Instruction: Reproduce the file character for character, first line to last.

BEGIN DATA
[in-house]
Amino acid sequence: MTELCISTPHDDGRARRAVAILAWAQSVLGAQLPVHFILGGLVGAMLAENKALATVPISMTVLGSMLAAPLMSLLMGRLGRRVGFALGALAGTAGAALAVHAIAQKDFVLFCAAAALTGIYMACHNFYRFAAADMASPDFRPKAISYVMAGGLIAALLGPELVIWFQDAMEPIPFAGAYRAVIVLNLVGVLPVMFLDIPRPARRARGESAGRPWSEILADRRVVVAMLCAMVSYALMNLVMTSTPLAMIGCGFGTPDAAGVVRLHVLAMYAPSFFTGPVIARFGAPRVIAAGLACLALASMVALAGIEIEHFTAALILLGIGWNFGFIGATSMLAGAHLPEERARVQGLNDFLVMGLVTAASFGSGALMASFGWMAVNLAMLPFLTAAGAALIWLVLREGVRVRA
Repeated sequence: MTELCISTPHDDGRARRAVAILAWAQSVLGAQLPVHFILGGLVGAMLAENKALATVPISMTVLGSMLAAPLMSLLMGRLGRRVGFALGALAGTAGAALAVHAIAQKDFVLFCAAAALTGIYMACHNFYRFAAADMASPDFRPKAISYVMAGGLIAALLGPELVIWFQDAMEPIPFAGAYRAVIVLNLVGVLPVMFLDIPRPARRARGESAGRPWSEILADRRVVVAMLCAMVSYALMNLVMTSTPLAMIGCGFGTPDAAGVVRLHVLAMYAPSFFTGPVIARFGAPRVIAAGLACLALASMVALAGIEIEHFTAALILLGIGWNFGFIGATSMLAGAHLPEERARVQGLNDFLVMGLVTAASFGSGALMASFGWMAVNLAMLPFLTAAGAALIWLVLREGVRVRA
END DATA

[in-house]
Amino acid sequence: MTELCISTPHDDGRARRAVAILAWAQSVLGAQLPVHFILGGLVGAMLAENKALATVPISMTVLGSMLAAPLMSLLMGRLGRRVGFALGALAGTAGAALAVHAIAQKDFVLFCAAAALTGIYMACHNFYRFAAADMASPDFRPKAISYVMAGGLIAALLGPELVIWFQDAMEPIPFAGAYRAVIVLNLVGVLPVMFLDIPRPARRARGESAGRPWSEILADRRVVVAMLCAMVSYALMNLVMTSTPLAMIGCGFGTPDAAGVVRLHVLAMYAPSFFTGPVIARFGAPRVIAAGLACLALASMVALAGIEIEHFTAALILLGIGWNFGFIGATSMLAGAHLPEERARVQGLNDFLVMGLVTAASFGSGALMASFGWMAVNLAMLPFLTAAGAALIWLVLREGVRVRA
Repeated sequence: MTELCISTPHDDGRARRAVAILAWAQSVLGAQLPVHFILGGLVGAMLAENKALATVPISMTVLGSMLAAPLMSLLMGRLGRRVGFALGALAGTAGAALAVHAIAQKDFVLFCAAAALTGIYMACHNFYRFAAADMASPDFRPKAISYVMAGGLIAALLGPELVIWFQDAMEPIPFAGAYRAVIVLNLVGVLPVMFLDIPRPARRARGESAGRPWSEILADRRVVVAMLCAMVSYALMNLVMTSTPLAMIGCGFGTPDAAGVVRLHVLAMYAPSFFTGPVIARFGAPRVIAAGLACLALASMVALAGIEIEHFTAALILLGIGWNFGFIGATSMLAGAHLPEERARVQGLNDFLVMGLVTAASFGSGALMASFGWMAVNLAMLPFLTAAGAALIWLVLREGVRVRA